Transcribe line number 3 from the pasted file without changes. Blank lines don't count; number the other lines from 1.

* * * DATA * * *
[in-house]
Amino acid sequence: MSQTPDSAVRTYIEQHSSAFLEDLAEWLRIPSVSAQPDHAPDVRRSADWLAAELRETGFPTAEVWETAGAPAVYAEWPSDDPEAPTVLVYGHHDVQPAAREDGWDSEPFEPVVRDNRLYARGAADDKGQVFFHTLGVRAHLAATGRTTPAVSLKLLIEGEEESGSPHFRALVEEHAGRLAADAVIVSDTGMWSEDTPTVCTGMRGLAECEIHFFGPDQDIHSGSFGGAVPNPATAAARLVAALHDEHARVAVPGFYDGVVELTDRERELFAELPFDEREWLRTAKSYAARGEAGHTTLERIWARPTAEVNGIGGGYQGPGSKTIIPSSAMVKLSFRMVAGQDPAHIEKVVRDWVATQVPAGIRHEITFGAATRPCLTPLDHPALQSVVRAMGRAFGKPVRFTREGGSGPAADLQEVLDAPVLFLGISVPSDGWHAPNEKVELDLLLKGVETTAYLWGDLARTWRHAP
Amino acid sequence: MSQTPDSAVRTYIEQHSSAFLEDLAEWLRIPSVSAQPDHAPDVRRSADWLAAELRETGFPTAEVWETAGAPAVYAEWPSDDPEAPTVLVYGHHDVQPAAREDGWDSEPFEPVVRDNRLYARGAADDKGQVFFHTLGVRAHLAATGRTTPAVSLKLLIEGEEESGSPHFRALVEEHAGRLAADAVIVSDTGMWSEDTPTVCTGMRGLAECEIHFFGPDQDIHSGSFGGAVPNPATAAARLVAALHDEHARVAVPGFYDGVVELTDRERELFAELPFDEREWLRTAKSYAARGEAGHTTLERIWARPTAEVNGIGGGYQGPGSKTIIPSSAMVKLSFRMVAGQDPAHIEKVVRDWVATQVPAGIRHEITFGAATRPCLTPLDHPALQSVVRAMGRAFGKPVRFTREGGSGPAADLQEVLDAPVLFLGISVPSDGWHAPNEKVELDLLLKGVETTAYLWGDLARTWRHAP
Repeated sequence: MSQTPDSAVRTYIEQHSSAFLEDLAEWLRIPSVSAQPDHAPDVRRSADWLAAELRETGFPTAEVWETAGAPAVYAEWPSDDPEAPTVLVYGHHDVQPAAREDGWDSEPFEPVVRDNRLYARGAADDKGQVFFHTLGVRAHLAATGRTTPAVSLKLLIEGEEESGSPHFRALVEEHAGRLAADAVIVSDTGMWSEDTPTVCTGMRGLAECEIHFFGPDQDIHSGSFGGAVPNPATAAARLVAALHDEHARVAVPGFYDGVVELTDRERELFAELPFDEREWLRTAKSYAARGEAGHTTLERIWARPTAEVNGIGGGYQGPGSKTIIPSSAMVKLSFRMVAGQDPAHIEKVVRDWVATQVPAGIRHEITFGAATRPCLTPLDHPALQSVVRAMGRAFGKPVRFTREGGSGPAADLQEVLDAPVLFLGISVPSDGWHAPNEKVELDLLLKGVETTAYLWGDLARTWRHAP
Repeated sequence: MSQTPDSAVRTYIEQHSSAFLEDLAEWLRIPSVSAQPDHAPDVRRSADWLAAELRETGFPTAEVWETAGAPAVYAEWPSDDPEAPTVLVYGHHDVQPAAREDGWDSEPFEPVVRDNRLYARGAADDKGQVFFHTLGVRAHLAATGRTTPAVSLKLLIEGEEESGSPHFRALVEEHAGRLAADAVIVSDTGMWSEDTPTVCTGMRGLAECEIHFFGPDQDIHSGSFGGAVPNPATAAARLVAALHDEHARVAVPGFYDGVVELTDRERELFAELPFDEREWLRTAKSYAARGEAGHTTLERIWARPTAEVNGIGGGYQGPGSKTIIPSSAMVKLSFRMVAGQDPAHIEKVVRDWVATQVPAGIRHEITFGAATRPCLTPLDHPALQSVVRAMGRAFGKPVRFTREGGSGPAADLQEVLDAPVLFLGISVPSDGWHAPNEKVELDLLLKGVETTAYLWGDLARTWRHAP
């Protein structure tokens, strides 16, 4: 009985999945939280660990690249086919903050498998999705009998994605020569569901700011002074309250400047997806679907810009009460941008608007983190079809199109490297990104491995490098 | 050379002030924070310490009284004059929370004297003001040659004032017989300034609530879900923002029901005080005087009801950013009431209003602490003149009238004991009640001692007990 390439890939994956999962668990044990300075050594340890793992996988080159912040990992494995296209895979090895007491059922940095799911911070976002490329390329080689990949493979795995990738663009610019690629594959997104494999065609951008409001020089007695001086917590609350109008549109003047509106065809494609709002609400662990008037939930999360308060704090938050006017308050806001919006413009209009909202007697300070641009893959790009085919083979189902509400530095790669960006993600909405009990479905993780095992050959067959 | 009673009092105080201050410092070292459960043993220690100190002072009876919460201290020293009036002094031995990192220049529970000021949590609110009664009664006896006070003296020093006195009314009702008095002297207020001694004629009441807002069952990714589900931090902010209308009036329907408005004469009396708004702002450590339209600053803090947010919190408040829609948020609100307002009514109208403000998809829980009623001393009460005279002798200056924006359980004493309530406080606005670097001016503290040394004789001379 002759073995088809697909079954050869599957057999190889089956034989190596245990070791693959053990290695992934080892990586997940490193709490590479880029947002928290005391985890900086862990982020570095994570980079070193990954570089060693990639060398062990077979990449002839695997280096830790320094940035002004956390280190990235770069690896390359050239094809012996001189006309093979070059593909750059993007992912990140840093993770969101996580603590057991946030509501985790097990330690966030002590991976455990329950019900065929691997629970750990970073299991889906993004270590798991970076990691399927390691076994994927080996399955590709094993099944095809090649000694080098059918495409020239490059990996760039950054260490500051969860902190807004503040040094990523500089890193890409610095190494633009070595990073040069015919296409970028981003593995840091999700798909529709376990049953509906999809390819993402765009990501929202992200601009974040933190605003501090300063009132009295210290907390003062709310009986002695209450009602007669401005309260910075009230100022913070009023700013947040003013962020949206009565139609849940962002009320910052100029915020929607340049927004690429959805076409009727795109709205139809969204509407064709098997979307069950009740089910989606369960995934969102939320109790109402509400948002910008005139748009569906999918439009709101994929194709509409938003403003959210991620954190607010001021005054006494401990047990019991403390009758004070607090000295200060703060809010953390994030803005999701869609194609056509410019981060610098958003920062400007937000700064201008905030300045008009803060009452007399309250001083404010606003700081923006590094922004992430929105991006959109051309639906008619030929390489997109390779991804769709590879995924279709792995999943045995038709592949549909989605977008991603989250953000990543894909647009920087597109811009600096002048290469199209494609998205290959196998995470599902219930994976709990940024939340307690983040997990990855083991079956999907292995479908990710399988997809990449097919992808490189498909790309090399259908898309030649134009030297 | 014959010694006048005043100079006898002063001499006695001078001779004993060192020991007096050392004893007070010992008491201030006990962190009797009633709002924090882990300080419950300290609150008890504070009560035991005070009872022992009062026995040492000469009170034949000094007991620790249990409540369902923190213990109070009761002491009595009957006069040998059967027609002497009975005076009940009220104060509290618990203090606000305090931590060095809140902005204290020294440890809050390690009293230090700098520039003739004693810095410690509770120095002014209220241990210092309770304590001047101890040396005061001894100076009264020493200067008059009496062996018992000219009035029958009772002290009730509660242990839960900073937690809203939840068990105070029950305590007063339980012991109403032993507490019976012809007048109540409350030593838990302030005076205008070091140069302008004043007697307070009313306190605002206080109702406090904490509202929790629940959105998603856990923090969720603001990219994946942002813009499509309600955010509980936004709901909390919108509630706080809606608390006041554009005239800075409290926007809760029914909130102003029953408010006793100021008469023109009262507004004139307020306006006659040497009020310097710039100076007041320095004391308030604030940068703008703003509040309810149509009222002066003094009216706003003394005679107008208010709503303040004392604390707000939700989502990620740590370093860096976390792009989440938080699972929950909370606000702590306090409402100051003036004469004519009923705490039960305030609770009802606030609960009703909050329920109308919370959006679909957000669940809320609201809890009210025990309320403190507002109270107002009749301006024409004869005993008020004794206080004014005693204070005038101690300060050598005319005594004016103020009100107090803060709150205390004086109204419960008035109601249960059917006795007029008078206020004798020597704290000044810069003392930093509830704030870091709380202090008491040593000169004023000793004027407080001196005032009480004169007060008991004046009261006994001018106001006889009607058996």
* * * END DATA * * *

Amino acid sequence: MSQTPDSAVRTYIEQHSSAFLEDLAEWLRIPSVSAQPDHAPDVRRSADWLAAELRETGFPTAEVWETAGAPAVYAEWPSDDPEAPTVLVYGHHDVQPAAREDGWDSEPFEPVVRDNRLYARGAADDKGQVFFHTLGVRAHLAATGRTTPAVSLKLLIEGEEESGSPHFRALVEEHAGRLAADAVIVSDTGMWSEDTPTVCTGMRGLAECEIHFFGPDQDIHSGSFGGAVPNPATAAARLVAALHDEHARVAVPGFYDGVVELTDRERELFAELPFDEREWLRTAKSYAARGEAGHTTLERIWARPTAEVNGIGGGYQGPGSKTIIPSSAMVKLSFRMVAGQDPAHIEKVVRDWVATQVPAGIRHEITFGAATRPCLTPLDHPALQSVVRAMGRAFGKPVRFTREGGSGPAADLQEVLDAPVLFLGISVPSDGWHAPNEKVELDLLLKGVETTAYLWGDLARTWRHAP